# Matrix ring

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In abstract algebra, a matrix ring is any collection of matrices forming a ring under matrix addition and matrix multiplication. The set of n×n matrices with entries from another ring is a matrix ring, as well as some subsets of infinite matrices which form infinite matrix rings. Any subrings of these matrix rings are also called matrix rings.

In the case when R is a commutative ring, then the matrix ring Mn(R) is an associative algebra which may be called a matrix algebra. In this situation, if M is a matrix and r is in R, then the matrix Mr is the matrix M with each of its entries multiplied by r.

It is assumed throughout that R is an associative ring with a unit 1 ≠ 0, although matrix rings can be formed over rings without unity.

## Examples

• The set of all n×n matrices over an arbitrary ring R, denoted Mn(R). This is usually referred to as the "full ring of n by n matrices". These matrices represent endomorphisms of the free module Rn.
• If R is a normed ring, then the condition of row or column finiteness in the previous point can be relaxed. With the norm in place, absolutely convergent series can be used instead of finite sums. For example, the matrices whose column sums are absolutely convergent sequences form a ring. Analogously of course, the matrices whose row sums are absolutely convergent series also form a ring. This idea can be used to represent operators on Hilbert spaces, for example.
• Complex matrix algebras Mn(C) are, up to isomorphism, the only simple associative algebras over the field C of complex numbers. For n = 2, the matrix algebra M2(C) plays an important role in the theory of angular momentum. It has an alternative basis given by the identity matrix and the three Pauli matrices. M2(C) was the scene of early abstract algebra in the form of biquaternions.
• A matrix ring over a field is a Frobenius algebra, with Frobenius form given by the trace of the product: σ(A,B)=tr(AB).

## Structure

• In general, every semisimple ring is isomorphic to a finite direct product of full matrix rings over division rings, which may have differing division rings and differing sizes. This classification is given by the Artin–Wedderburn theorem.
• There is a one-to-one correspondence between the two-sided ideals of Mn(R) and the two-sided ideals of R. Namely, for each ideal I of R, the set of all n×n matrices with entries in I is an ideal of Mn(R), and each ideal of Mn(R) arises in this way. This implies that Mn(R) is simple if and only if R is simple. For n ≥ 2, not every left ideal or right ideal of Mn(R) arises by the previous construction from a left ideal or a right ideal in R. For example, the set of matrices whose columns with indices 2 through n are all zero forms a left ideal in Mn(R).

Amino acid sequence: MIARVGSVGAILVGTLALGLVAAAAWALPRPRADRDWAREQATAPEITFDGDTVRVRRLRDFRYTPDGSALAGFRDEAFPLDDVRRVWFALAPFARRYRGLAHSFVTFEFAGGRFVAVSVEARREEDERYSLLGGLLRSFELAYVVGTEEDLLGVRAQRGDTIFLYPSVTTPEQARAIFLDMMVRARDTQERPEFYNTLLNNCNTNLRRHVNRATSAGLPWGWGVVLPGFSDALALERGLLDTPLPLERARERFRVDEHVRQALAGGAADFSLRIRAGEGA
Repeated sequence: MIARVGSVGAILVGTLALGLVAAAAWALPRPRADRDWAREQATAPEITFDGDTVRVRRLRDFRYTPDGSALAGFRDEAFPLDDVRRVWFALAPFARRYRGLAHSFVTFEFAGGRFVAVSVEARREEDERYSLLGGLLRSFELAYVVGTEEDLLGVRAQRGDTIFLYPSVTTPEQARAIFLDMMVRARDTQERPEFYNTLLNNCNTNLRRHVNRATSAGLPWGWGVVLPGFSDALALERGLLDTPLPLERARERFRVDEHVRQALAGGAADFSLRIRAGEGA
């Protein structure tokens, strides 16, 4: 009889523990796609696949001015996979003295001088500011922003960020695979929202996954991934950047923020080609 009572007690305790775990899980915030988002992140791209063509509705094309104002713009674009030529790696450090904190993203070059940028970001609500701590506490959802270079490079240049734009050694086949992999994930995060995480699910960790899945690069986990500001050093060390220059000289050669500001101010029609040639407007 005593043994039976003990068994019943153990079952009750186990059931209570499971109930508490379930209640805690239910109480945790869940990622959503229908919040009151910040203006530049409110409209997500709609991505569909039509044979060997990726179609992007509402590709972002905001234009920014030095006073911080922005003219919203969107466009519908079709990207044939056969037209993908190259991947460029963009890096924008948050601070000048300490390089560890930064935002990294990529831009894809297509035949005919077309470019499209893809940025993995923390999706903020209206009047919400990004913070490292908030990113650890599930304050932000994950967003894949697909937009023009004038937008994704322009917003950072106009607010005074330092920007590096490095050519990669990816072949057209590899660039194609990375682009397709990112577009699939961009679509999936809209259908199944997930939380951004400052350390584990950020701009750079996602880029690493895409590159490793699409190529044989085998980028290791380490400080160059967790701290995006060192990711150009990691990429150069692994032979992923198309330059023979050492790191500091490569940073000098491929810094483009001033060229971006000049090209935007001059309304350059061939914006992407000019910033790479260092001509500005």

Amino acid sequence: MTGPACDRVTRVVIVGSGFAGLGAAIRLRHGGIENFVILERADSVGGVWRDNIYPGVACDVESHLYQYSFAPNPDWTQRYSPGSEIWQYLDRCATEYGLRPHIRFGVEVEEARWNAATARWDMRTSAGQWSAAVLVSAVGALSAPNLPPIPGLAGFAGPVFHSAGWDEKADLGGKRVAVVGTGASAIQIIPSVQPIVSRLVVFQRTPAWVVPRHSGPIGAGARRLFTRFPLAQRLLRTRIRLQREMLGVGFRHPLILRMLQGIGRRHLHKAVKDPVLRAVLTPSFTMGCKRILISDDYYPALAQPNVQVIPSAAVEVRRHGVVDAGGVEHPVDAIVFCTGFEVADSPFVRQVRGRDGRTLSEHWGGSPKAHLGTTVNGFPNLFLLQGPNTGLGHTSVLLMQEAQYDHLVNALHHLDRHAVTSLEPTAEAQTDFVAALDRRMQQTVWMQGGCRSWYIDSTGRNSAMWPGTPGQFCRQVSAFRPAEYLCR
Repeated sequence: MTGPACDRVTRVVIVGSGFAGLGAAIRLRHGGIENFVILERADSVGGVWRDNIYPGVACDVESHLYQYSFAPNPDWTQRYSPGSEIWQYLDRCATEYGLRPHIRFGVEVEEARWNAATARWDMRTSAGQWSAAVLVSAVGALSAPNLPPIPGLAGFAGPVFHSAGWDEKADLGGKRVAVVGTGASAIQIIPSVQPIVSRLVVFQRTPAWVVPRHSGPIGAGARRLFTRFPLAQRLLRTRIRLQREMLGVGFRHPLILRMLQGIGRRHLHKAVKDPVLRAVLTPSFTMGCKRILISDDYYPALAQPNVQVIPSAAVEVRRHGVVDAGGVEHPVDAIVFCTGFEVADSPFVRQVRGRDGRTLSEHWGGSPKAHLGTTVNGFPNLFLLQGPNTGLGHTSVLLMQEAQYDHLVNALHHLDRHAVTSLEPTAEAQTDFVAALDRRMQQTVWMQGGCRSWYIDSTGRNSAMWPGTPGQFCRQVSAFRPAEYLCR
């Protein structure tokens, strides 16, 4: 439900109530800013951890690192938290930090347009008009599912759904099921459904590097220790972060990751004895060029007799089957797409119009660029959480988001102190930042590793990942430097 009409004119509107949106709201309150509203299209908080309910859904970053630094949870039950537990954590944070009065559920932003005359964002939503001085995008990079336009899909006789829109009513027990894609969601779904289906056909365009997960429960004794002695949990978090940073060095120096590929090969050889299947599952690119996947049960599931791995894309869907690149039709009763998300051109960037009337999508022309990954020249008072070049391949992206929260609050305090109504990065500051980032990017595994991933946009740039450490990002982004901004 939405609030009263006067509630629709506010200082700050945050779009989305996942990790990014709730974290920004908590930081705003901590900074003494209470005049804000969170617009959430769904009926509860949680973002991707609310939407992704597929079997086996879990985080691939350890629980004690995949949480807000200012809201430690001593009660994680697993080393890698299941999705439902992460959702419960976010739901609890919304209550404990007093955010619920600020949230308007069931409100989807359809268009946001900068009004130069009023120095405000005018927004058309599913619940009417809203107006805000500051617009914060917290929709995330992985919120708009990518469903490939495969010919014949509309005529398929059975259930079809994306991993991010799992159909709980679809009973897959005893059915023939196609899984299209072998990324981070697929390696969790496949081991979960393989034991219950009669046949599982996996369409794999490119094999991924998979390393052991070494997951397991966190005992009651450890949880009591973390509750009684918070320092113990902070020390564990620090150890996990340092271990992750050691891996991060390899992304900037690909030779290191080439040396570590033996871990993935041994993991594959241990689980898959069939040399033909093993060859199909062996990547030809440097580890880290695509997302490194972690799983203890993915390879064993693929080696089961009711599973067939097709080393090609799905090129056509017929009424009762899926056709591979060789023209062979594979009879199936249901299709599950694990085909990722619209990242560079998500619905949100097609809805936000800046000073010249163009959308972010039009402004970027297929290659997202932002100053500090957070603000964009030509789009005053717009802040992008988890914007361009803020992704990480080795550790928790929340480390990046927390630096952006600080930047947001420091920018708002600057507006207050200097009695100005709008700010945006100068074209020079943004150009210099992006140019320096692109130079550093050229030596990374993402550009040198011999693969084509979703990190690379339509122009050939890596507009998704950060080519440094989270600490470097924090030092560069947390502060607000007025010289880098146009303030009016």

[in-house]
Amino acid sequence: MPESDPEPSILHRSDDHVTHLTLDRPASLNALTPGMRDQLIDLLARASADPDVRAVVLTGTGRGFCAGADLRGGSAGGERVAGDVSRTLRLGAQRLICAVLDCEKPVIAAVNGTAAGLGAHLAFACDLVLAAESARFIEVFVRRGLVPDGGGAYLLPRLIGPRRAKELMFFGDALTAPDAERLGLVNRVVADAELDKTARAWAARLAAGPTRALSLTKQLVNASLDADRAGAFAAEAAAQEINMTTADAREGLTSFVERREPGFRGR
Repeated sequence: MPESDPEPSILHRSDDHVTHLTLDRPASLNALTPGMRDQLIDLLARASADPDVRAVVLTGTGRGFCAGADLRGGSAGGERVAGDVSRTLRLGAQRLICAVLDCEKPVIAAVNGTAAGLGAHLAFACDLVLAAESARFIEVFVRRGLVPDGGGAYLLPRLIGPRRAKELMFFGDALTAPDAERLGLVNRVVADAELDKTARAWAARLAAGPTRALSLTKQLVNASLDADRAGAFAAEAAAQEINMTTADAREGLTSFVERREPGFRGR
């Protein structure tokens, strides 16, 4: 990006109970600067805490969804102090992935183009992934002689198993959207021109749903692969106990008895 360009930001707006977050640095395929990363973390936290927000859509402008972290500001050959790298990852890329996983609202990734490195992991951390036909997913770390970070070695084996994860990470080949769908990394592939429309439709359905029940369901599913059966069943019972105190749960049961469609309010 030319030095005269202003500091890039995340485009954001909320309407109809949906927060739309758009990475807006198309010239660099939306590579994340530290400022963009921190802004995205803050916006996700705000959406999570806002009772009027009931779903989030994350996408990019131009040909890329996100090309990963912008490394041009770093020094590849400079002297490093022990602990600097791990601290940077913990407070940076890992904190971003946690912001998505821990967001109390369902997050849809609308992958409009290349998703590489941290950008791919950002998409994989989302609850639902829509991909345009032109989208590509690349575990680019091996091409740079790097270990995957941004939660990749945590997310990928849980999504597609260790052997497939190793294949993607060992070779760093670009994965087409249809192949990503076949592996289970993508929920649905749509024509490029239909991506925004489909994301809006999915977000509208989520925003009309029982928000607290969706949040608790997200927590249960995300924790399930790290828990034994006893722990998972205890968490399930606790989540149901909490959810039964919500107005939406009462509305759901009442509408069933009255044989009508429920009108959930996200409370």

• The previous ideal correspondence actually arises from the fact that the rings R and Mn(R) are Morita equivalent. Roughly speaking, this means that the category of left R modules and the category of left Mn(R) modules are very similar. Because of this, there is a natural bijective correspondence between the isomorphism classes of the left R-modules and the left Mn(R)-modules, and between the isomorphism classes of the left ideals of R and Mn(R). Identical statements hold for right modules and right ideals. Through Morita equivalence, Mn(R) can inherit any properties of R which are Morita invariant, such as being simple, Artinian, Noetherian, prime and numerous other properties as given in the Morita equivalence article.

## Properties

• The matrix ring Mn(R) is commutative if and only if n = 1 and R is commutative. In fact, this is also true for the subring of upper triangular matrices. Here is an example for 2×2 matrices (in fact, upper triangular matrices) which do not commute:
${\displaystyle {\begin{bmatrix}1&0\\0&0\end{bmatrix}}{\begin{bmatrix}1&1\\0&0\end{bmatrix}}={\begin{bmatrix}1&1\\0&0\end{bmatrix}}\,}$

and ${\displaystyle {\begin{bmatrix}1&1\\0&0\end{bmatrix}}{\begin{bmatrix}1&0\\0&0\end{bmatrix}}={\begin{bmatrix}1&0\\0&0\end{bmatrix}}\,}$. This example is easily generalized to n×n matrices.

• For n ≥ 2, the matrix ring Mn(R) has zero divisors and nilpotent elements, and again, the same thing can be said for the upper triangular matrices. An example in 2×2 matrices would be
${\displaystyle {\begin{bmatrix}0&1\\0&0\end{bmatrix}}{\begin{bmatrix}0&1\\0&0\end{bmatrix}}={\begin{bmatrix}0&0\\0&0\end{bmatrix}}\,}$.
• The center of a matrix ring over a ring R consists of the matrices which are scalar multiples of the identity matrix, where the scalar belongs to the center of R.
• In linear algebra, it is noted that over a field F, Mn(F) has the property that for any two matrices A and B, AB=1 implies BA=1. This is not true for every ring R though. A ring R whose matrix rings all have the mentioned property is known as a stably finite ring Template:Harv.

## Diagonal subring

Let D be the set of diagonal matrices in the matrix ring Mn(R ), that is the set of the matrices such that every nonzero entry, if any, is on the main diagonal. Then D is closed under matrix addition and matrix multiplication, and contains the identity matrix, so it is a subalgebra of Mn(R ).

As an algebra over R, D is isomorphic to the direct product of n copies of R. It is a free R-module of dimension n. The idempotent elements of D are the diagonal matrices such that the diagonal entries are either 0 or 1.

### Examples

When R is the field of real numbers, then the diagonal subring of M2(R ), is isomorphic to split-complex numbers. When R is the field of complex numbers, then the diagonal subring is isomorphic to bicomplex numbers. When R = ℍ, the division ring of quaternions, then the diagonal subring is isomorphic to the ring of split-biquaternions, presented in 1873 by William K. Clifford.